Minister for Foreign Affairs addresses UN Disarmament Conference
In a wide-ranging address to the UN Conference on Disarmament in Geneva, the Minister for Foreign Affairs, Mr Micheál Martin, T.D., today emphasised that disarmament and non-proliferation of nuclear weapons remain high priority issues for Ireland.
The Minister referred to the adoption of the Convention on Cluster Munitions (CCM) in Dublin in 2008.The entry into force of the CCM on 1 August will open a new phase of work, with a focus on implementation and working towards its universal adoption.
The Minister noted that we are already assisting the Lao PDR Government in its preparations for the first Meeting of States Parties to the CCM in Vientiane later this year and had provided an Irish member of staff to support this work. He confirmed that Ireland would make a substantial contribution to the Lao PDR Cluster Munitions Trust Fund when it is established shortly.
The Minister spoke of the impact of armed violence on human security, sustainable development and implementation of the Millennium Development Goals. He stated that the Irish Government attaches a high priority to practical initiatives on the ground and in the past five years had spent over €27 million to make genuine differences to people’s daily lives through armed violence prevention and reduction strategies.
On nuclear disarmament, the Minister recalled that this week marks the anniversary of a proud moment in Irish and international history, with the fortieth anniversary next Friday, 5 March, of the entry into force of the Treaty on the Non-Proliferation of Nuclear Weapons (NPT). In 1958, Frank Aiken T.D., then Minister for External Affairs, introduced the first of a series of UN resolutions which called for prevention of the further dissemination of nuclear weapons. This ultimately led to adoption of the NPT, which has diminished the spectre of a nuclear war.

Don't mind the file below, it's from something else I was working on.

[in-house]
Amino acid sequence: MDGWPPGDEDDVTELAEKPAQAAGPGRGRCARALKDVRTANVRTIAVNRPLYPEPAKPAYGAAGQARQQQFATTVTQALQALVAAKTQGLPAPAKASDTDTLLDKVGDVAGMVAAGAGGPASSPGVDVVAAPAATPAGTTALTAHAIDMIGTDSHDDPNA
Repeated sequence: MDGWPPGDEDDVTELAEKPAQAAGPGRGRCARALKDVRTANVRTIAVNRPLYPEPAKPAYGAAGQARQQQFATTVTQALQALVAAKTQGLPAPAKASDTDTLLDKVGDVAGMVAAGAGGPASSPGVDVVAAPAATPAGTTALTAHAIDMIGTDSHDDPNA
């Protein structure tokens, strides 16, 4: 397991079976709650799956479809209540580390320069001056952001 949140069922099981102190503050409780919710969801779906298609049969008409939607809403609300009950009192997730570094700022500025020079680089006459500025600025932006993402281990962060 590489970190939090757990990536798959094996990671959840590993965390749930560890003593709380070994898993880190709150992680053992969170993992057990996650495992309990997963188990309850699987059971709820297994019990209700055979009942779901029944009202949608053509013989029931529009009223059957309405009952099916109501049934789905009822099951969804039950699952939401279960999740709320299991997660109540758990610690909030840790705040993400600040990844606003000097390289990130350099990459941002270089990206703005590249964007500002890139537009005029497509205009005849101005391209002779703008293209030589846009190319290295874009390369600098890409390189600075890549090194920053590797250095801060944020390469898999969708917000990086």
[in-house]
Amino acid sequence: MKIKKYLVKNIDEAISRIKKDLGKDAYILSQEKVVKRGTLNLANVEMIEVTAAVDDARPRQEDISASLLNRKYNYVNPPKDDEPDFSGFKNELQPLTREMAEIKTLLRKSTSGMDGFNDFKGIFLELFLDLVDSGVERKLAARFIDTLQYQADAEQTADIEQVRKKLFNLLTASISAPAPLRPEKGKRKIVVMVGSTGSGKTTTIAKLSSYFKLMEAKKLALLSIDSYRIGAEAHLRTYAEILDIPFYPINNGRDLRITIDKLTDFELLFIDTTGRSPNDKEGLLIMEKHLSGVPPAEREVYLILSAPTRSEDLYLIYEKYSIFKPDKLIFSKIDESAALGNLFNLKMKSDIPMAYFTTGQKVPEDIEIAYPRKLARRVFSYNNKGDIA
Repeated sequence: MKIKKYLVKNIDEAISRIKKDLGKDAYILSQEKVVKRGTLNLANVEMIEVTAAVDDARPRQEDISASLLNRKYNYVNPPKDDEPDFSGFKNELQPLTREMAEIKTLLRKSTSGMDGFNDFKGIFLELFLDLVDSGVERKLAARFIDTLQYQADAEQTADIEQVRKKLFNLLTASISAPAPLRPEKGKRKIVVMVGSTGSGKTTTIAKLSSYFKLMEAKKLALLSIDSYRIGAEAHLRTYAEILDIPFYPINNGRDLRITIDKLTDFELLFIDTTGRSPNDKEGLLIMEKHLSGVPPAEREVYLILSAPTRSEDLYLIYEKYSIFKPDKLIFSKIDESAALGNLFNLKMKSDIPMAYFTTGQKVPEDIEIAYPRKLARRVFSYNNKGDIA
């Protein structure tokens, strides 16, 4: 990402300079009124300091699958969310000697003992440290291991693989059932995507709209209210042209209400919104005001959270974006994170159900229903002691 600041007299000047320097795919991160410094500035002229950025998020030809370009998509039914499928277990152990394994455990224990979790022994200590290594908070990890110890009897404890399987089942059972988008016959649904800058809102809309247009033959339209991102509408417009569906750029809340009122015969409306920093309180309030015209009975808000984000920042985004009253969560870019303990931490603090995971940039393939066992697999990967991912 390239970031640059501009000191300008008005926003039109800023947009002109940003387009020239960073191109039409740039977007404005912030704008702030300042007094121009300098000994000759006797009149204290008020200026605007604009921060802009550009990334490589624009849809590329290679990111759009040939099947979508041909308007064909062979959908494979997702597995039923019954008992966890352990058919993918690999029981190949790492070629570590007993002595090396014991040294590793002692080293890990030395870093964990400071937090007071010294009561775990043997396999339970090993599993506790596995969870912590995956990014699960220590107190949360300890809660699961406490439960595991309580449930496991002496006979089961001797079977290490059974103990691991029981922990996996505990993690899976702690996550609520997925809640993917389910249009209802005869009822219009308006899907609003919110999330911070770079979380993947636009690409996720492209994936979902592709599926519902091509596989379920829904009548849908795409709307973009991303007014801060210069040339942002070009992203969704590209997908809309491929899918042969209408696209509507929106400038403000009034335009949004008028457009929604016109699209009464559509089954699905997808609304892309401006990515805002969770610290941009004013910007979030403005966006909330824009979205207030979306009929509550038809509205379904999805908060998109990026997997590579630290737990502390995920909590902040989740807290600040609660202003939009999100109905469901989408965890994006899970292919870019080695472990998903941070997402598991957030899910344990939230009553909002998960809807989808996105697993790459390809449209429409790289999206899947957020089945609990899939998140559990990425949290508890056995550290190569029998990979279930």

The Minister stated that the outcome of the 2010 NPT Review Conference in New York next May should make it crystal clear that we are on an irreversible path to achieve the aims set out so clearly over forty years ago. He pledged that Ireland will play its part in the negotiations in May, which should reduce the number and role of nuclear weapons in existence. The Minister also said that we face very serious and different proliferation risks, particularly from Iran and the DPRK. These must be tackled seriously
Note for Editors
The full text of the Minister’s Statement is available here.
The Nuclear Non-Proliferation Treaty (NPT) opened for signature on 1 July 1968 in London, Moscow and Washington and entered into force on 5 March 1970. The NPT Review Conference will take place in New York from 3-28 May 2010. It will review the implementation of the Treaty since the last Review Conference in 2005, which was widely perceived as a failure, and will look ahead to the future. From Ireland’s perspective, a successful NPT Review Conference) in 2010 would constitute agreement on a balanced, consensual and forward-looking package of decisions across all three pillars of the Treaty and on the Middle East resolution, which calls for the establishment of a nuclear-weapons-free zone in the Middle East.
Conference on Disarmament
The Conference on Disarmament (CD) was established in 1979 and is the only multilateral disarmament negotiating forum of the international community. Ireland became a member in 1999. In May 2009, after a gap of some twelve years, the CD adopted a programme of work but has failed to make further progress because of Pakistani reluctance to open negotiations on a treaty banning the production of fissile material for nuclear weapons or other nuclear explosive devices (FMCT).
2 March 2010Top